The Importance of Maths

A new publication from the Higher Education Academy this week looks at the
needs of students for an understanding of mathematics and statistics when undertaking undergraduate studies in various disciplines.

The discipline areas studied were: Business and Management, Chemistry, Computing, Economics, Geography, Sociology and Psychology. The  suggestion in the report is that many of the discipline specific recommendations are transferable to other disciplines. Notably physics and engineering are not included, as we expect students in these areas to be highly numerate.

One of the key findings is that:

“Many students arrive at university with unrealistic expectations of the
mathematical and statistical demands of their subjects. Lack of confidence and
anxiety about Mathematics/Statistics are problems for many students.”

This is worrying if students are not aware of the importance of number in their studies. As a nation we are always happy to belittle the more numerate as “geeks” whereas an ability to write in (supposedly) perfect English is seen as a strength. This is dangerous thinking – being able to make proper inferences from numbers and data is a critical skill in so many roles.

The key recommendations are:

1. There should be clear signalling to the pre-university sector about the nature  and extent of mathematical and statistical knowledge and skills needed in undergraduate degree programmes.
2. As part of this signalling university tutors should consider recommending the  benefits of continuing with mathematical/statistical study beyond the age of 16.
They should be aware of the full range of post-16 Mathematics qualifications, in  particular the new “Core Maths” qualification.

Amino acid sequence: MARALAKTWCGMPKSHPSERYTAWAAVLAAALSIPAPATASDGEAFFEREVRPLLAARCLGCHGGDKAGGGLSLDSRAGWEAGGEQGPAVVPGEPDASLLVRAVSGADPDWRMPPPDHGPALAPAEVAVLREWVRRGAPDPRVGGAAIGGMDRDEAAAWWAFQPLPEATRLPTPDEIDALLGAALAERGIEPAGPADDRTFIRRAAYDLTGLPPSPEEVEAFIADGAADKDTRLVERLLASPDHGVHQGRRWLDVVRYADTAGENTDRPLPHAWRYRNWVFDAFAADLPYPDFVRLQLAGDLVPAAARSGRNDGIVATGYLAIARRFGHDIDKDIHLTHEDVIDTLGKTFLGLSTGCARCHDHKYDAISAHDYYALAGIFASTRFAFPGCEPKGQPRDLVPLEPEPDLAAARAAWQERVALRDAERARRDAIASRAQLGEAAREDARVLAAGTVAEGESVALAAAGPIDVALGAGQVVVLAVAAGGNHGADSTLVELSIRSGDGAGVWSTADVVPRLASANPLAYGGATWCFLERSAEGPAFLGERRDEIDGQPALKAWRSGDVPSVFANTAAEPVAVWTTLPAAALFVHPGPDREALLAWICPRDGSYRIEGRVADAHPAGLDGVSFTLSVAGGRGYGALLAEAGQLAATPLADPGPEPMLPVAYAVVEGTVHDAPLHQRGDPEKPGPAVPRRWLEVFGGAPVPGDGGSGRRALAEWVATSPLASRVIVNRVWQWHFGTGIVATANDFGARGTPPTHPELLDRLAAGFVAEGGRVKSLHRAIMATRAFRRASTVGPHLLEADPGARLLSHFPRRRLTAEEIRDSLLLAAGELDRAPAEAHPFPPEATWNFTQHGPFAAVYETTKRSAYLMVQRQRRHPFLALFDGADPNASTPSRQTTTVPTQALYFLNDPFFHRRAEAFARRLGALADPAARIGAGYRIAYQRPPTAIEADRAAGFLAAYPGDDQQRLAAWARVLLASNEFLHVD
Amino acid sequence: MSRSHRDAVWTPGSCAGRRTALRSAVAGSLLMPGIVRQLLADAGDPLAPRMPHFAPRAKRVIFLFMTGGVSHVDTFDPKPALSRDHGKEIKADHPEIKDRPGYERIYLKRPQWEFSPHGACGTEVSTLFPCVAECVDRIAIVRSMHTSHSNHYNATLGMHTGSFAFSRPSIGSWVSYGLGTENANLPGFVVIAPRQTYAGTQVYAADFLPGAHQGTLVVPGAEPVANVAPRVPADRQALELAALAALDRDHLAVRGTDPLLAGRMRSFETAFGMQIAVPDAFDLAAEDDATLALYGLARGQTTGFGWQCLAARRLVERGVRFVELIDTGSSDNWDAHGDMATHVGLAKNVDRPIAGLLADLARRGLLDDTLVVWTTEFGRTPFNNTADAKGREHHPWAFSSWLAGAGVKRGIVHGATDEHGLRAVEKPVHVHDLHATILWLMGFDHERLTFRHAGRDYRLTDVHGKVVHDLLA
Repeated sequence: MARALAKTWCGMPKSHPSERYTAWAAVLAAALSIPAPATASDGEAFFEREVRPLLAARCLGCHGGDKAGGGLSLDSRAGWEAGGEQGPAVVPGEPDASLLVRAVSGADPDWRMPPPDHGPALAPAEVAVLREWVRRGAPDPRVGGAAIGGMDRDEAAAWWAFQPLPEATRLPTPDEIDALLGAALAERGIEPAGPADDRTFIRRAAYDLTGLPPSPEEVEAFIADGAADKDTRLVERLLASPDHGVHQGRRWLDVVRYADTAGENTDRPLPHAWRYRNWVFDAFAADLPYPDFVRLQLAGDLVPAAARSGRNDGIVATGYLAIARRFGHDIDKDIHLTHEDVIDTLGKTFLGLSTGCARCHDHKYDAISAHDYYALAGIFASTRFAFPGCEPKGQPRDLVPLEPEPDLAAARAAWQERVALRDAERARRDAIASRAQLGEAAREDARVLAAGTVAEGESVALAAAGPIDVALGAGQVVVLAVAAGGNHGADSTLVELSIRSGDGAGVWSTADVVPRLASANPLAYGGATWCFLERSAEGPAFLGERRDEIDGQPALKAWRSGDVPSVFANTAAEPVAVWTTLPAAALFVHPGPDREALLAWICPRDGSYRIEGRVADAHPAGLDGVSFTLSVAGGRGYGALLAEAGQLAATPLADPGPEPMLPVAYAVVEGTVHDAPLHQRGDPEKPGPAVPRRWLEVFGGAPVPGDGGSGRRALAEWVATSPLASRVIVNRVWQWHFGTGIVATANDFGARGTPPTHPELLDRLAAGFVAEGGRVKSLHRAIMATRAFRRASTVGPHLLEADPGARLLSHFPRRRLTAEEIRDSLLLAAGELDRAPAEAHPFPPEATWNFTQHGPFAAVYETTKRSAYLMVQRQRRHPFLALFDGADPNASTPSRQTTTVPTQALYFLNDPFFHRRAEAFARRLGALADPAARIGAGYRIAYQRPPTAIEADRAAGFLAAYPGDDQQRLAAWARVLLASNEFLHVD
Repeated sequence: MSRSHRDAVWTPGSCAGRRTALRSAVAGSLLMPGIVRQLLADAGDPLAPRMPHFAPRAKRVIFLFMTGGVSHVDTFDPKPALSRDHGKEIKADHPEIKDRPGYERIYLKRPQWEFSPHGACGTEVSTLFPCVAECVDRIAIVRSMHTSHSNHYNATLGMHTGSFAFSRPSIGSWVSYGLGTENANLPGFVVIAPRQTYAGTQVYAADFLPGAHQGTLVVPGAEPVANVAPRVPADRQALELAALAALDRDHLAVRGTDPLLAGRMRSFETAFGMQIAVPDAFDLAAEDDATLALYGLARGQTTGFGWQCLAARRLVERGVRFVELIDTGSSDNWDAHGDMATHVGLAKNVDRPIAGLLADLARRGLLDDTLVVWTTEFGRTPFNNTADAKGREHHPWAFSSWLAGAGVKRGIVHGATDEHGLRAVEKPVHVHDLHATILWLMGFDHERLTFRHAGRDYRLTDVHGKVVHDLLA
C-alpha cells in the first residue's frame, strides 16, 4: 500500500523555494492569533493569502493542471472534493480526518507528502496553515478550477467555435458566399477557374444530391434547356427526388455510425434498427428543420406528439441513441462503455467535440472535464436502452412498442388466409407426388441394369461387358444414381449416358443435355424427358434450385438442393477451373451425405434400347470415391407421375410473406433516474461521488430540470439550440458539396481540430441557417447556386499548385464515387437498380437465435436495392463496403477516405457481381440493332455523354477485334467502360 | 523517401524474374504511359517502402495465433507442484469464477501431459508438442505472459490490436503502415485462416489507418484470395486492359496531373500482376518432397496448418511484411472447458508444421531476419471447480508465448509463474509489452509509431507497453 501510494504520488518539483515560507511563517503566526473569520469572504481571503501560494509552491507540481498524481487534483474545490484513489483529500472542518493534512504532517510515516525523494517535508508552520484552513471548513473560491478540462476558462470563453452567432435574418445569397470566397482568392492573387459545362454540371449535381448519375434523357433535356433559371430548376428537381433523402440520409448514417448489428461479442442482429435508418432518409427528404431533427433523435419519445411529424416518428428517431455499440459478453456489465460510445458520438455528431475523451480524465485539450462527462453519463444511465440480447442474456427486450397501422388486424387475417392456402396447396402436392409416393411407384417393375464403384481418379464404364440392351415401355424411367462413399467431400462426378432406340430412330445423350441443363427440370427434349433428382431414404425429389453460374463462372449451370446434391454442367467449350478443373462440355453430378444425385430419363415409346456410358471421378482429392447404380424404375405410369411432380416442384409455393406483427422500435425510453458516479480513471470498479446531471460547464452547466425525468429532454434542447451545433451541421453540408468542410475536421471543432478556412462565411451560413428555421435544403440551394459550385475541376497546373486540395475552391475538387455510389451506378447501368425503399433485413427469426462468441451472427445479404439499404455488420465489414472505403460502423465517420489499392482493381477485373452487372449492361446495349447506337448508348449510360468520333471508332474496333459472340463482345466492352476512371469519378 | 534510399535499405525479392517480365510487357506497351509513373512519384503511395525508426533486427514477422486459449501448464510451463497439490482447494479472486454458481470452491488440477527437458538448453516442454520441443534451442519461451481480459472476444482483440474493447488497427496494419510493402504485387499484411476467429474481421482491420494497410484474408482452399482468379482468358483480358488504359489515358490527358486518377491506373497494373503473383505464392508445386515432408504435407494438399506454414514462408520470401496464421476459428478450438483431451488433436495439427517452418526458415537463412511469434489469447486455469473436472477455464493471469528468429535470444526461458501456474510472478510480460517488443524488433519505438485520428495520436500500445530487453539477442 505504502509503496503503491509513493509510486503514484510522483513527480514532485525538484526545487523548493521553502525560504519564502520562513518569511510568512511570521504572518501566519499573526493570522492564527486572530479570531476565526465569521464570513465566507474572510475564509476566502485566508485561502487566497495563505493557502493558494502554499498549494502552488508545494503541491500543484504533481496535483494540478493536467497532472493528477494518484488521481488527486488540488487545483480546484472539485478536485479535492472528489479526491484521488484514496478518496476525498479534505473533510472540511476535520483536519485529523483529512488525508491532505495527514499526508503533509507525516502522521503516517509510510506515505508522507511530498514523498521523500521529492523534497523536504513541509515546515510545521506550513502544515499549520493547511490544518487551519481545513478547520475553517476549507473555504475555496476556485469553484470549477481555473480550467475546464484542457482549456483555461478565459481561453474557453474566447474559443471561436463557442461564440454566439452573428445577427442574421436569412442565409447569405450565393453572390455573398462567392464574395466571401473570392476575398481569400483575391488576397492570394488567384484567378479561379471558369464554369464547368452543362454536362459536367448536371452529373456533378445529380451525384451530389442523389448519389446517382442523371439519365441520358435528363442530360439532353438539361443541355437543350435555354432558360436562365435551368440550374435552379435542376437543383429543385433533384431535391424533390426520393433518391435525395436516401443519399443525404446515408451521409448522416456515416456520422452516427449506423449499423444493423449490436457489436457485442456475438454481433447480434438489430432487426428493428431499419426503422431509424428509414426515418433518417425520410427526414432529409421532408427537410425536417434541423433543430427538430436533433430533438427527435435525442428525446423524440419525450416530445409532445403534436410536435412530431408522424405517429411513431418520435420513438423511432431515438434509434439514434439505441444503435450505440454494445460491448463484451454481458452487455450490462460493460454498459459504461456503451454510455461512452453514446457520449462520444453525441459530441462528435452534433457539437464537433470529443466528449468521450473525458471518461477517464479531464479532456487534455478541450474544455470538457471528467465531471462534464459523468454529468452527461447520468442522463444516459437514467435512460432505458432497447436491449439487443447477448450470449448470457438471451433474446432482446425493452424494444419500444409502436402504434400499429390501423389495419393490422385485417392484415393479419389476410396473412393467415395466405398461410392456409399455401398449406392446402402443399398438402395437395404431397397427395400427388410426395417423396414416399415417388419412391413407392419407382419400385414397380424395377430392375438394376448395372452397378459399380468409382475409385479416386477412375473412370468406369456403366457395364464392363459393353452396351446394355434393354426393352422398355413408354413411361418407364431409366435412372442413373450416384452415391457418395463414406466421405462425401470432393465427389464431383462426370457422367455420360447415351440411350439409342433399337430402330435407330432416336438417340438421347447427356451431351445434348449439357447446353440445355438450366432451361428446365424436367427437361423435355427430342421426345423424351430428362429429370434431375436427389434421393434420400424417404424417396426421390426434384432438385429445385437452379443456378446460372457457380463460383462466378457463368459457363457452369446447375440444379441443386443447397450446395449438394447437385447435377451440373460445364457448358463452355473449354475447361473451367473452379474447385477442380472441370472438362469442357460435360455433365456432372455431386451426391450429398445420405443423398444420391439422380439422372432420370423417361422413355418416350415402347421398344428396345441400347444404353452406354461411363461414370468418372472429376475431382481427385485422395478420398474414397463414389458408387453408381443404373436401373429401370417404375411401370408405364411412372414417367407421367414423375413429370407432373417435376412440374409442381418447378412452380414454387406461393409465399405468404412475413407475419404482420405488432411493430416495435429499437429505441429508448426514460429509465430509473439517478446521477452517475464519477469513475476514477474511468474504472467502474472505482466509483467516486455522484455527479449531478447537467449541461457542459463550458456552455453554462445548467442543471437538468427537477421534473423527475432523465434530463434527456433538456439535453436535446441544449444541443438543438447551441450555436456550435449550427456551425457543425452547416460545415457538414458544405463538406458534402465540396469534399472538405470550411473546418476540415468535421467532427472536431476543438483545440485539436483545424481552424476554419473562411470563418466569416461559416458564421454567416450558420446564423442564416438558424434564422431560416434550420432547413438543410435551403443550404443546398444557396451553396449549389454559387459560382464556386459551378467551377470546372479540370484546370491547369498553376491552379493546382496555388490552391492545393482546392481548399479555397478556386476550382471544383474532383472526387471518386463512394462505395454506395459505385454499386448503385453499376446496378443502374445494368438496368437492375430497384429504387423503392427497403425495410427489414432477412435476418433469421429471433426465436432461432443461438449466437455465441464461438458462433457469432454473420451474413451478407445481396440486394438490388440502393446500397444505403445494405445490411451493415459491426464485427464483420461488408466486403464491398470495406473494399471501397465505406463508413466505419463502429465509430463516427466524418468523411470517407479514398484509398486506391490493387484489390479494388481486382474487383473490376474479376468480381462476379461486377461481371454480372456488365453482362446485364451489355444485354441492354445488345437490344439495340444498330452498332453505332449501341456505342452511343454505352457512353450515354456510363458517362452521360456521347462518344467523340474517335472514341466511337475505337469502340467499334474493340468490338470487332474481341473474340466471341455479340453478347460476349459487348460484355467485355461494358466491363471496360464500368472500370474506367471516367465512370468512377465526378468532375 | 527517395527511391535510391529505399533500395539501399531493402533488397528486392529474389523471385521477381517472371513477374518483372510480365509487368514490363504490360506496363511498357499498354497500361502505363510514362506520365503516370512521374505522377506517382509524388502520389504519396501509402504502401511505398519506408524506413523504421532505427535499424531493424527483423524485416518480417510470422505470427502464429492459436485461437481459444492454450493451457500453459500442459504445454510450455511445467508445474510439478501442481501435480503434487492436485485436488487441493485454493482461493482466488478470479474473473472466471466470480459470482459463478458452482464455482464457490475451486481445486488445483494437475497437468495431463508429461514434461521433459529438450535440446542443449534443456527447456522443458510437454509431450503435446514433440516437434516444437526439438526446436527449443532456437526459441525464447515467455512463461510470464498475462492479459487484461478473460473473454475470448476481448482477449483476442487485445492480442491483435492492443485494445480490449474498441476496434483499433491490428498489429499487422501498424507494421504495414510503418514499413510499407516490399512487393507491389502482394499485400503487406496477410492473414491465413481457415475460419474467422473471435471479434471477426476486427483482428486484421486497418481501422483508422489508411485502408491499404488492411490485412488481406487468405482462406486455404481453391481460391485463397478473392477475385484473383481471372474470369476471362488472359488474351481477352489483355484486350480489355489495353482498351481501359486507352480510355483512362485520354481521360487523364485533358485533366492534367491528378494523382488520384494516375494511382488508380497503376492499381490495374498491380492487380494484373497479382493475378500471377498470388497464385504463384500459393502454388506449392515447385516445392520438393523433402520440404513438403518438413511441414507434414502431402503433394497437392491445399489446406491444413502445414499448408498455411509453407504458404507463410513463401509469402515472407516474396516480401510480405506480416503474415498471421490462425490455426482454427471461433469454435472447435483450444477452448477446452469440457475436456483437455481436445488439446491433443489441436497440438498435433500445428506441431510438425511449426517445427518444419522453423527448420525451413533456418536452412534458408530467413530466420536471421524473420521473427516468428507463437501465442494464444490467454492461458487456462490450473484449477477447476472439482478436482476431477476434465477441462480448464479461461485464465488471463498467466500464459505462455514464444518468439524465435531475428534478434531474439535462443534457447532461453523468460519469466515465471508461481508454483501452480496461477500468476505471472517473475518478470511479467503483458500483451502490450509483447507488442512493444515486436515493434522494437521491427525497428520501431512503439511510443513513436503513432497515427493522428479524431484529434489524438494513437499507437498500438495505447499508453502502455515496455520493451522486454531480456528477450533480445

3. Guidance documentation should be commissioned to provide university staff with a description of the range of knowledge and skills that students with
GCSE Mathematics at different grades can be expected to demonstrate when they start their undergraduate studies.
4. Key stakeholders within the disciplines should actively engage with current and future developments of discipline A-levels as well as those in post-16 Mathematics qualifications, (e.g. “Core Maths”).
5. University staff should consider the benefits of diagnostic testing of students’  mathematical and statistical knowledge and skills at the start of degree
programmes, and of using the results to inform feedback and other follow-up
6. Teaching staff should be made aware of the additional support in Mathematics  and Statistics that is available to students. Students should be actively  encouraged to make use of these resources and opportunities.


It’s important that we get to understand better how students transition into HE. For instance, according to the report only 13% of entrants to Psychology for example had an A-level in maths prior to entry in 2013. This will have an inevitable effect on those students’ ability to engage with any statistical tools or numerate analysis.

As well as considering the transition into HE, we should also consider how students with limited maths ability might struggle throughout their awards across a range of subjects and modules – one of the reasons that might explain low numbers of students gaining good degrees in some subjects may be their inability to engage fully with numerate modules or topics.



The lack of numeracy does go further than students engaged in undergraduate study. This is a bit of a hobby horse of mine, but in years gone by, we created lists and mappings of skills that we expected to be attained by students. Communication was always included, maths never was. In our latest iteration of graduate attributes, again we recognise professionalism, team working and global citizenship, but still don’t give prominence to mathematical ability.

Long term this is concerning both for the individual and for employers – we (and other universities) might produce graduates who enter the workplace with only the flimsiest ideas of how to use number, and sometimes a too-trusting reliance on what Excel and other spreadsheets can produce.

For example, when I read a report that shows a log scale graph which the authors then claim demonstrates a linear relationship,  I worry about the kind of decision-making that will be made when the base data is presented in such a skewed way.

Maybe we could look to ensure that one ways in which we differentiate Staffordshire graduates is that in future they are more numerate and data literate.